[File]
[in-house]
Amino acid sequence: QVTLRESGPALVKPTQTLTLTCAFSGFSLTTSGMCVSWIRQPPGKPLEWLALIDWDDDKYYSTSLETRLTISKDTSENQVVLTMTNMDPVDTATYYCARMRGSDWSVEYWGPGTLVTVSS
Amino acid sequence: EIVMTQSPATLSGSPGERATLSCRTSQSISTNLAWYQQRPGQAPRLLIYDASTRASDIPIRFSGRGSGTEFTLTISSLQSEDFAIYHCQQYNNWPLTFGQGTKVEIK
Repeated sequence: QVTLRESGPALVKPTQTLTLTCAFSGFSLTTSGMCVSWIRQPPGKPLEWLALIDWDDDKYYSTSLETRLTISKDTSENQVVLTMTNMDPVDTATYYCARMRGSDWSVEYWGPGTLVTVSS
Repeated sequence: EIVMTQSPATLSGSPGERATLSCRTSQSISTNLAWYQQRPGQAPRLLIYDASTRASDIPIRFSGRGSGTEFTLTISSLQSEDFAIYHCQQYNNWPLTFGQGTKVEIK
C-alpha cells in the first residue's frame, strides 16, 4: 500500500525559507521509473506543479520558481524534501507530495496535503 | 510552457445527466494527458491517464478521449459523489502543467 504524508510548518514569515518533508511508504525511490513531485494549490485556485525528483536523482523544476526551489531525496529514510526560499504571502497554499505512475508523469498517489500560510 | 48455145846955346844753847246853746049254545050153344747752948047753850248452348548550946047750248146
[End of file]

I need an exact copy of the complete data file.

[in-house]
Amino acid sequence: QVTLRESGPALVKPTQTLTLTCAFSGFSLTTSGMCVSWIRQPPGKPLEWLALIDWDDDKYYSTSLETRLTISKDTSENQVVLTMTNMDPVDTATYYCARMRGSDWSVEYWGPGTLVTVSS
Amino acid sequence: EIVMTQSPATLSGSPGERATLSCRTSQSISTNLAWYQQRPGQAPRLLIYDASTRASDIPIRFSGRGSGTEFTLTISSLQSEDFAIYHCQQYNNWPLTFGQGTKVEIK
Repeated sequence: QVTLRESGPALVKPTQTLTLTCAFSGFSLTTSGMCVSWIRQPPGKPLEWLALIDWDDDKYYSTSLETRLTISKDTSENQVVLTMTNMDPVDTATYYCARMRGSDWSVEYWGPGTLVTVSS
Repeated sequence: EIVMTQSPATLSGSPGERATLSCRTSQSISTNLAWYQQRPGQAPRLLIYDASTRASDIPIRFSGRGSGTEFTLTISSLQSEDFAIYHCQQYNNWPLTFGQGTKVEIK
C-alpha cells in the first residue's frame, strides 16, 4: 500500500525559507521509473506543479520558481524534501507530495496535503 | 510552457445527466494527458491517464478521449459523489502543467 504524508510548518514569515518533508511508504525511490513531485494549490485556485525528483536523482523544476526551489531525496529514510526560499504571502497554499505512475508523469498517489500560510 | 48455145846955346844753847246853746049254545050153344747752948047753850248452348548550946047750248146